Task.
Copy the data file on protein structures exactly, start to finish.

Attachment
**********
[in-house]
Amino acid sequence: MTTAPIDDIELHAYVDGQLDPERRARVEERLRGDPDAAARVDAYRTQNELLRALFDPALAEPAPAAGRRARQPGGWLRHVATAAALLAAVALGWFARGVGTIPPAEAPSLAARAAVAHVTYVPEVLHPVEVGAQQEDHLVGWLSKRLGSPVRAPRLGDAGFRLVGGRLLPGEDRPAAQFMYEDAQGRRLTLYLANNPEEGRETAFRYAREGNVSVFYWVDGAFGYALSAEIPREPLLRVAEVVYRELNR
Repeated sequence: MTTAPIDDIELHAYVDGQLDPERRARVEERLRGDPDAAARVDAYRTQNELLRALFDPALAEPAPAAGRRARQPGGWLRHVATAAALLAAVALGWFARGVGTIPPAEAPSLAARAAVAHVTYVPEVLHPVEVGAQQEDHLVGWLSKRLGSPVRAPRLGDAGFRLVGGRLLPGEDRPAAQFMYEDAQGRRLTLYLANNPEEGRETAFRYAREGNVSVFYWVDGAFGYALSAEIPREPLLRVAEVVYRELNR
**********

[in-house]
Amino acid sequence: MTTAPIDDIELHAYVDGQLDPERRARVEERLRGDPDAAARVDAYRTQNELLRALFDPALAEPAPAAGRRARQPGGWLRHVATAAALLAAVALGWFARGVGTIPPAEAPSLAARAAVAHVTYVPEVLHPVEVGAQQEDHLVGWLSKRLGSPVRAPRLGDAGFRLVGGRLLPGEDRPAAQFMYEDAQGRRLTLYLANNPEEGRETAFRYAREGNVSVFYWVDGAFGYALSAEIPREPLLRVAEVVYRELNR
Repeated sequence: MTTAPIDDIELHAYVDGQLDPERRARVEERLRGDPDAAARVDAYRTQNELLRALFDPALAEPAPAAGRRARQPGGWLRHVATAAALLAAVALGWFARGVGTIPPAEAPSLAARAAVAHVTYVPEVLHPVEVGAQQEDHLVGWLSKRLGSPVRAPRLGDAGFRLVGGRLLPGEDRPAAQFMYEDAQGRRLTLYLANNPEEGRETAFRYAREGNVSVFYWVDGAFGYALSAEIPREPLLRVAEVVYRELNR